How to deal with emotional pain

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How to deal with emotional pain

Here is a psychological view on why emotional pain plays an important role in our life

How to deal with emotional pain

An old adage says, "Time heals all wounds." Physical hurt lessens gradually with the healing process of the body, but what about emotional pain?

Everyone faces some or other form of emotional pain in their life due to the loss of loved ones, failing at a desirable goal and a lot more. It is easy to accept emotion over a negative one, but believe it or not, pain is equally important.

The more you indulge yourself in meaningful activities, the better you understand your life. If pain is viewed with a different perspective in life, it results in the realisation of our mistakes, emotional maturity, courage to take risks, better handling of relationships and most importantly knowing ourselves better.

Here is a psychological view on why emotional pain plays an important role in our life

A never-ending or intense emotional pain can have detrimental effects. It can cause damage to various areas of a person's life. But if understood with an open mind, it creates opportunities for an individual to learn new and better coping mechanisms, increase understanding about the needs and limitations of the self.

How to deal with pain
Psychologist, Shipra Lamba says "emotional pain is a very powerful tool if explored, understood and utilized patiently. It can result in novel realizations leading to optimum changes. If the pain is ignored it can result in problems such as anxiety, depression, social withdrawal, emotional distress, anger, shame, increased stress, body pains, intrapersonal and interpersonal issues and making a person dysfunctional in various roles. Therefore it is important that appropriate and timely action such as psychological intervention or medical help is taken when necessary."

Do not suppress your pain
On one hand, understanding our negative emotions becomes difficult due to a lot of interference from different situations in our life. On another hand, some people tend to ignore or suppress negative emotions. Both the cases gradually result in more pain and frustration in one's life. Therefore prioritising your own needs and self-understanding is a must. Ms Lamba says "Constructive and appropriate coping plays a big role in how we handle the emotional highs and lows in our life."

She added, "If a person experiences excessive indulgence in behaviours such as screen time, shopping, drinking, drugs, sleeping, eating, exercising, staying alone or approaching people, mood swings, overreacting, unrealistic fears then he or she may be finding it hard to deal with their emotional pain. If a person does not deal with these issues correctly, it can unconsciously or consciously affect our well-being adversely."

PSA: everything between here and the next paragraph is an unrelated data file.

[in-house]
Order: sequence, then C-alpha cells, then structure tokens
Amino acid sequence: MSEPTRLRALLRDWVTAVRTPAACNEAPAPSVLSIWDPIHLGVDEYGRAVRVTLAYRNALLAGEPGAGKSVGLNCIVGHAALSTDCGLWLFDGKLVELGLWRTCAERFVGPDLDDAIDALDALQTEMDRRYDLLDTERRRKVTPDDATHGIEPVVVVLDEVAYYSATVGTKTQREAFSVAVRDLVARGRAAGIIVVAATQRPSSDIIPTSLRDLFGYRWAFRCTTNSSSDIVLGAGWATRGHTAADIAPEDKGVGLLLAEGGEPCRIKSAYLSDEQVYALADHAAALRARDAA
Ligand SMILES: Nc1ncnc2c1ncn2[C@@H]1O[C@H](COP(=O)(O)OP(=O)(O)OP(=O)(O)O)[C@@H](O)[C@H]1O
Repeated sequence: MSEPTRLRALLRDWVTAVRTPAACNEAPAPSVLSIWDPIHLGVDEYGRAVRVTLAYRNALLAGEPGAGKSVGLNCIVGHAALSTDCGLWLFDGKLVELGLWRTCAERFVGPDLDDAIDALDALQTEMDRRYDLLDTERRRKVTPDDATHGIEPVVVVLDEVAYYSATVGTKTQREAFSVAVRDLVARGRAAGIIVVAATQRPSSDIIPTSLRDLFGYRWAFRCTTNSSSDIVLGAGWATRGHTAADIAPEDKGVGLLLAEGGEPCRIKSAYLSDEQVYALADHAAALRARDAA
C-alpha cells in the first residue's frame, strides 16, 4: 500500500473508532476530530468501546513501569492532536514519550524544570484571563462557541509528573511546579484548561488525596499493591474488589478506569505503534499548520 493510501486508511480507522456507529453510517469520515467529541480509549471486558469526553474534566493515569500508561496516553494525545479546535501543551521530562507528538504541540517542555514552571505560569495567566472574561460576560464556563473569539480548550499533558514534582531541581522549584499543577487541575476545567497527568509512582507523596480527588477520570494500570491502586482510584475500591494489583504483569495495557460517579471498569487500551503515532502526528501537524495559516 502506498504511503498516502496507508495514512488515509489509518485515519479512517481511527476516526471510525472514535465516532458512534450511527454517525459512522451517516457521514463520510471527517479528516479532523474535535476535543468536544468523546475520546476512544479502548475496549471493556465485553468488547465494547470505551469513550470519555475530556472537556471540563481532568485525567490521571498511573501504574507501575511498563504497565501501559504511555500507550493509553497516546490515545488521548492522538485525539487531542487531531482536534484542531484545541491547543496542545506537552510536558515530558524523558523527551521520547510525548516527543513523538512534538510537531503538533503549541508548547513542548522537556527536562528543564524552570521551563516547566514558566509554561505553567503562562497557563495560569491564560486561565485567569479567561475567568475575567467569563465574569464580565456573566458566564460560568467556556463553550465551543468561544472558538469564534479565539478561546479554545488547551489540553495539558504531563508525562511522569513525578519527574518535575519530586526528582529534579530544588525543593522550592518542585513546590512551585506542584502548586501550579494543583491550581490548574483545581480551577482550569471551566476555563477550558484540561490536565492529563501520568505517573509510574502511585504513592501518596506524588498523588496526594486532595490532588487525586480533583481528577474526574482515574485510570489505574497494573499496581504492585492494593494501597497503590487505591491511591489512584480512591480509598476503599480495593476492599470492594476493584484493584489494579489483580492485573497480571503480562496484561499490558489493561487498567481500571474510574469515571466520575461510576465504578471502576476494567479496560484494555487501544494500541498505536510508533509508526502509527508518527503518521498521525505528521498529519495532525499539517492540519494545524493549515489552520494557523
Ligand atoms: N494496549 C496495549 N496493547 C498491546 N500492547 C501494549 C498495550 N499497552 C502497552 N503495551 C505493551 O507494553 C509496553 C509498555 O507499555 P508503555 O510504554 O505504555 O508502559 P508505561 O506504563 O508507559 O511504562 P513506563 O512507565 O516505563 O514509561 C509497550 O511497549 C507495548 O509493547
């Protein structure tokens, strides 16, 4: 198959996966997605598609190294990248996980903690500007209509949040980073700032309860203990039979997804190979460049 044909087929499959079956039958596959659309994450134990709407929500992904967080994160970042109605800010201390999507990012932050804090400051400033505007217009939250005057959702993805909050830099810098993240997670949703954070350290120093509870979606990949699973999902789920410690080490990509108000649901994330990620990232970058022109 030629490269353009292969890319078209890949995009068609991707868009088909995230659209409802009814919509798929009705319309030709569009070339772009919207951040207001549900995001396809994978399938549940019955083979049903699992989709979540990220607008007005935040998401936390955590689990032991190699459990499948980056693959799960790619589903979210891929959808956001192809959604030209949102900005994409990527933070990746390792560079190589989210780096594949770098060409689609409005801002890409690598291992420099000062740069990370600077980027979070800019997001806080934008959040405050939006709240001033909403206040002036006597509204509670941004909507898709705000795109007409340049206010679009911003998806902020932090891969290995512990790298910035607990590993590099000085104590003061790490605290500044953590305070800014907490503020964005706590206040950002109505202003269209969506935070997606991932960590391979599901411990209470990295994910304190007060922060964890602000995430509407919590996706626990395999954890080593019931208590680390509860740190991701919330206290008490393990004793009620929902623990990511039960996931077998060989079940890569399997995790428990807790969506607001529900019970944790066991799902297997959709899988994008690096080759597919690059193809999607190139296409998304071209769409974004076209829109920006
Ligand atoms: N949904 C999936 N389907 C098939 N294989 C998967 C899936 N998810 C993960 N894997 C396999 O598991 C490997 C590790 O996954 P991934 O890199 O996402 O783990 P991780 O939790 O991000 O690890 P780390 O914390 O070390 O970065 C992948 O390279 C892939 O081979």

Experiencing and understanding emotional pain in life brings a habit of accepting and taking an efficient action to understand and cure this emotional pain rather than suppressing it like a volcano.

How to cope up with emotional pain?
Here are the steps suggested by Psychologist, Shipra Lamba to follow to cope up with emotional pain.

Communication is the key: Sharing one's pain sometimes help lessen it. Learning to communicate effectively can help forge stronger relationships.

Practising mindfulness: Meditation can help a person to stay in the present and observe what the person is feeling and going through at the moment.

Understand yourself: We often do not apply the same ideas that we console others with. Be kind to yourself, and give yourself empathy, space and time to heal. Create boundaries with certain people if required. Keep a journal regarding your emotional patterns so that you can understand the triggers and how you respond.

Explore:  Learn about different types of emotions so that you know what you are feeling. Share your feelings and thoughts with the people you trust and love, this creates bonding moments.

Relax: Engaging in exercising and other physical activities can help in the production of endorphins and practice gratitude.

Help yourself: Reach out for professional help where you can have the space to allow the negative emotions to flow and learn how to deal with them and learn better ways to express yourself. Aim for regulation and not suppression or repression.

In the end, Ms Shipra Lamba says, "Turning on the light can give temporary relief from the fear of darkness, but it does not relieve us from the actual fear. Only facing the darkness can destroy its fear once and for all. Similarly, we must try to face our pain instead of avoiding it"